In the midst of coronavirus, small business owners have struggled to stay afloat. Many have been forced to lay employees off. Luckily, however, the federal government’s disaster relief plan included funding for small business owners.
Or so we thought.
As formerly incarcerated business owners, many of us were hoping the government's coronavirus rescue package would help to replace the income we all lost now that our businesses were plummeting. We attended classes to ensure we would properly submit the applications. Finally, relief was here. Until questions five and six on the form.
There “it” was again. The box asking about a criminal record. The box enabling discrimination. Systemic Racism. The “it” that makes us second guess everything we do. The “it” that makes us hold our breath when we apply for housing or employment. The “it” that forced us into entrepreneurship in the first place. The "it" that forever makes us second-class citizens, no matter what we do.
We all earn honest livings and employ other people so that they can earn honest livings as well. But the “it” canceled all the imagined success we achieved.
Question 5 asked whether, within the last five years, we had been convicted of, or pled guilty or no contest to a felony, or “been placed on any form of parole or probation." Question 6 asked whether anyone who owns at least 20% of the company was incarcerated, under indictment, or on probation or parole. If so, they are ineligible.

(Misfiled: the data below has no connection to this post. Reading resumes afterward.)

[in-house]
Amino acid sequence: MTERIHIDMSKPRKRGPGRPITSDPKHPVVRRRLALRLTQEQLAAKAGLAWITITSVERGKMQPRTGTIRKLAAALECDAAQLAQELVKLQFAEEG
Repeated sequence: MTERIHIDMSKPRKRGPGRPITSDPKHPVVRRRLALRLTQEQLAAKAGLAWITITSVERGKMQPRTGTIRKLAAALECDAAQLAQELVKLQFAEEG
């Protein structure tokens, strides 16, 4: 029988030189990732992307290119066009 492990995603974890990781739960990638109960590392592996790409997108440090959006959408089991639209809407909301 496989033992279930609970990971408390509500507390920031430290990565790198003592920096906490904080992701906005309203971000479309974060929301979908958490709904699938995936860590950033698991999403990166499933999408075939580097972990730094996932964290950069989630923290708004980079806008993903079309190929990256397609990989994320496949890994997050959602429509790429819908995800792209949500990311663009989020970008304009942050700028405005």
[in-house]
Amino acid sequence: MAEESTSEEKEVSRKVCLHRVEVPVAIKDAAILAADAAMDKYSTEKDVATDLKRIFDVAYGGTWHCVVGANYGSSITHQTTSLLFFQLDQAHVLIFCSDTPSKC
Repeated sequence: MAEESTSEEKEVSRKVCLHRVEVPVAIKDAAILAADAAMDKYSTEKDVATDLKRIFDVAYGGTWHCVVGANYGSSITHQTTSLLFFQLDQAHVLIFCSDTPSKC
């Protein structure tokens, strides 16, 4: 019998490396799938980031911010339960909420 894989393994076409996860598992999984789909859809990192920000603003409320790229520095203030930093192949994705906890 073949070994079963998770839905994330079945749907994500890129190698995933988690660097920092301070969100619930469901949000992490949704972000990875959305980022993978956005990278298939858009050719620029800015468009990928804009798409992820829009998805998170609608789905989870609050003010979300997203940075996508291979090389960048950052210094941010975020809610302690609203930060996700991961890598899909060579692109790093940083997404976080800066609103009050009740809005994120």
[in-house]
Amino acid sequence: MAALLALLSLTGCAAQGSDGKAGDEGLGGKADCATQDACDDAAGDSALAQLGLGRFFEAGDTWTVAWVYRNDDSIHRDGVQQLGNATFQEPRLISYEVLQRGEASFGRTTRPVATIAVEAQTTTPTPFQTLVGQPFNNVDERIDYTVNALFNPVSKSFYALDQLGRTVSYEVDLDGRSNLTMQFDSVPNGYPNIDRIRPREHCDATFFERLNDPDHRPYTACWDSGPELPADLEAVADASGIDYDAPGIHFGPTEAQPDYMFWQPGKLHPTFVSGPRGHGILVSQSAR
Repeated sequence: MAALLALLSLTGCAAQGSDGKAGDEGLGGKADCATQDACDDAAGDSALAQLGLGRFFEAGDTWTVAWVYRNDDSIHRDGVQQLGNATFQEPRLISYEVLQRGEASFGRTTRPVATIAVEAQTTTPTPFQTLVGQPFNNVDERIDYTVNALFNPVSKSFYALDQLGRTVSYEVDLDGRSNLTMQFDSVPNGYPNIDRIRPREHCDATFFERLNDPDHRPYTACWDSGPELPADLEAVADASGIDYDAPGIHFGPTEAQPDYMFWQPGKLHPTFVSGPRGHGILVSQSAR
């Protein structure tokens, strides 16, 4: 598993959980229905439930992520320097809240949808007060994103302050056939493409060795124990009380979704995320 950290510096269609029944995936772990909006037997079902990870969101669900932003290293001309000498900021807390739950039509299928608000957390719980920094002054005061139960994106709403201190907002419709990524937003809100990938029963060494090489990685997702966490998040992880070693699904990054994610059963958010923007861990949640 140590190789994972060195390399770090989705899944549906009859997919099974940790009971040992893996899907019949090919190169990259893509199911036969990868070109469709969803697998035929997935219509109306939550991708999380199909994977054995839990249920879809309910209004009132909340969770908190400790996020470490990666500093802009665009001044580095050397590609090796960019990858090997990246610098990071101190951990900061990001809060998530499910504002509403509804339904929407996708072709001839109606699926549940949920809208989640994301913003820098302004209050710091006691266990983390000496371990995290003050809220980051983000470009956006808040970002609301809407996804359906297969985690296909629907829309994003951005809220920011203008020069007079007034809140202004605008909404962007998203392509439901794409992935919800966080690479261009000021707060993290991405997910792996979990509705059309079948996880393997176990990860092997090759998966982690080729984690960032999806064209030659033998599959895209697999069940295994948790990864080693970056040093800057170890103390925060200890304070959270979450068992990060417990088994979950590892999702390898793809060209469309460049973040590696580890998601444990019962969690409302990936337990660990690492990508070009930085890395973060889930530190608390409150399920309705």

Ineligible? When do we get to count? We were told not to apply. Some of us applied anyway, hoping we would slip through the cracks. But no luck. We were rejected. Can a formerly incarcerated person ever truly be apart of society?
You cannot begin to understand what it feels like to be rejected by society even after pulling yourself up to own a business. Not only are we discriminated against, but our employees are impacted as well.
Our tears and devastation are not enough to save our employees from hunger. We need help and the same resources as everyone else.
Goal of the campaign:
Under the existing relief plan, small business owners were eligible to receive $10,000 in relief funding, in addition to access to further loans and relief. The Formerly Incarcerated Small Business Rescue Fund is a mutual aid project that has recently formed to fill in the gap, and provide relief to formerly incarcerated small business owners.
In the long term, we also want to build a network of formerly incarcerated business owners who can help to support and sustain each other, and help formerly incarcerated entrepreneurs start their own businesses. This is only the first step, and we’re grateful to all of you who will join us.
We will use the money raised to provide grants to formerly incarcerated small business owners, who can fill out this form . The size of the grants will depend on how much money is raised. Beyond being formerly incarcerated and a small business owner, there are absolutely no restrictions on who can receive the funds. We particularly encourage formerly incarcerated Black, trans, queer, and disabled people to fill out the form .
The Formerly Incarcerated Small Business Fund is a mutual aid project started by Bridgette Simpson and Denise Ruben.
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